Our Walking Talking Marathon with Drug store Romeos

The London via Fleet hypnagogic three piece sit down with us to talk about where they came from, their debut album The World Within Our Bedrooms and their love of Beach House.

Apologies if you’ve been asked this question over and over again but given that I’m also from a small town in the middle of nowhere, tell me about your experiences growing up in that environment?

It was an isolating place. Before I met Johnny and Charlie, I didn’t really know many people in my town at all.  So I was spending a lot of time in my bedroom, making a more vivid and exciting world and more life that felt more like I fit within my own company. Meeting these guys as well, we found out we lived like 5-10 minutes away from each other. So it kind of became this triangular life of like, I’m here, Jonny’s there, Charlie’s there, just kind of going like this back and forth. We all just felt like we didn’t belong in Fleet at all, using music as an escapism and trying to make a world where we all felt comfortable. It just wasn’t too much of an inspiring place to grow up in and kind of having to find that motivation within ourselves I guess. 

What sort of reactions did you get from audiences when you initially played on mixed bills across London?

We’ve had quite a variety of different responses over the years. You can get variation from that from a singular crowd specifically to see us as well. People have been honest and said it’s not for them but others who’ve been surprised and gotten into what we do which comes with the nature of being on a mixed bill. We’ve also had people give us feedback, shouting stuff like “MORE CHORUS” at Charlie. We get a lot of comparisons to acts like The Cranberries and specifically the Twin Peaks TV show soundtrack. We don’t get that as much anymore as I feel like we’ve evolved the sound. But we’ve rarely ever played with many bands that we share super common interests with. We did however play with a band called The Goon Sax where more things alined together. The funny thing is, we kept in contact with them and they’re now moving to London, we even ended up releasing our albums on the same day!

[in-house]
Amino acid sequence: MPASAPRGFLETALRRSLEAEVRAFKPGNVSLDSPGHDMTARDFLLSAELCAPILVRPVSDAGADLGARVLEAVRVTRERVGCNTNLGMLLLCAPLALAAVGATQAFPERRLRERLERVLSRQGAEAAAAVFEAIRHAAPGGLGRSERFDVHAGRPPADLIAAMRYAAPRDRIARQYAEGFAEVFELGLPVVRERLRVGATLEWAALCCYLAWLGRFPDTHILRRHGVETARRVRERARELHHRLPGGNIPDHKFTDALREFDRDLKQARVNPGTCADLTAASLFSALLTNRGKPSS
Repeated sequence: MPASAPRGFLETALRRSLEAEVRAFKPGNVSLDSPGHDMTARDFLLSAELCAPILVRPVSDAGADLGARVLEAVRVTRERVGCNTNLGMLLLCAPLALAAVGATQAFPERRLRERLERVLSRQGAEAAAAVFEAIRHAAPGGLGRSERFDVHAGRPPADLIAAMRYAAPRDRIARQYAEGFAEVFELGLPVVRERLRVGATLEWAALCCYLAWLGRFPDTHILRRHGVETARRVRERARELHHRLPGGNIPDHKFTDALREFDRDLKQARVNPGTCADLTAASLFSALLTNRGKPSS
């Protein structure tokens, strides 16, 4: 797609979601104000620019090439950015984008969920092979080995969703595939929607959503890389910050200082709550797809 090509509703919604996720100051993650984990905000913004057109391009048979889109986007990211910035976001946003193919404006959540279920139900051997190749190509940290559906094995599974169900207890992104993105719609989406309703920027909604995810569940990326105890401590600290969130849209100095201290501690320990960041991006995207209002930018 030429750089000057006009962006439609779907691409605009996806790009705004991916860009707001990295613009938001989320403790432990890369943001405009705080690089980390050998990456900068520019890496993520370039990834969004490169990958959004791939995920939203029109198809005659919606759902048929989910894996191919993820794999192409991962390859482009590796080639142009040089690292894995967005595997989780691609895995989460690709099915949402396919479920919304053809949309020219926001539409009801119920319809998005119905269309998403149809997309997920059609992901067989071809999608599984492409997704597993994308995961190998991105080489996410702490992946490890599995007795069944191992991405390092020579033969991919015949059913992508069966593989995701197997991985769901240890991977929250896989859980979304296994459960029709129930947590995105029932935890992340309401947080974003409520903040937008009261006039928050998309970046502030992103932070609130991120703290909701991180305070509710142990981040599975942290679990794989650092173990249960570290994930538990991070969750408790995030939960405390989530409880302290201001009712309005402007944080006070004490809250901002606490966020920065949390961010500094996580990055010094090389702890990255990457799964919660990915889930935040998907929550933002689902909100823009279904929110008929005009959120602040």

Oh, awesome!

I think even though we ended up playing with more punk bands and aggressive shit there’s a crossover in interest when it comes to post-punk and slowcore where we fitted in more easily. A lot of people that were going to see the heavier bands definitely were already accustomed.

The track that stuck out for me the most was “Walking Talking Marathon”, where did the inspiration for that song come from?

That song was written over lockdown in about four minutes, it was all improvised. I had been watching this mockcumentary by a man called Peter Greenway called The Falls where he goes through a list of all these peoples names, the last which begins with F A L L, they’ve all been a victim of this thing called the VUE, which has made them have all these strange tendencies. They become obsessed with birds, have an extra sense of smell and start talking in weird colloquial languages. So I was watching that and all these words started popping out to me. I like to try and reduce as much friction between me and the melody and the song as I can. And if I have these words in front of me, my mind tends to pick them up and buttons of association and there’s associations in my head normally come from things that have been going on in my life and are a way of expressing yourself in a very abstract way. I had my Korg machine going and essentially not much of it changed apart from in post production where a few harmonies were added in later. I altered like one or two words but that’s about it. I was listening to a lot of Algebra Suicide at the time and wanted something more playful on the album really.

So would you say that the lyrics are mostly autobiographical? Or do they sort of exist in their own medium.

There are moments in there which are definitely about me. Maybe the bit about the clouds and losing contact with the party friends. And then you have, like a bit about falling in love and, and you know, “Let’s be a collective now”. And then going on to walking and talking marathon, which is kind of, to me, it’s kind of like having someone falling in love, having that beautiful back and forth. Because the sound kind of goes back and forth a little bit, and kind of meanders around those words.

There’s a few songs that incorporate stop-start elements in the structure, what was the thought process behind including those?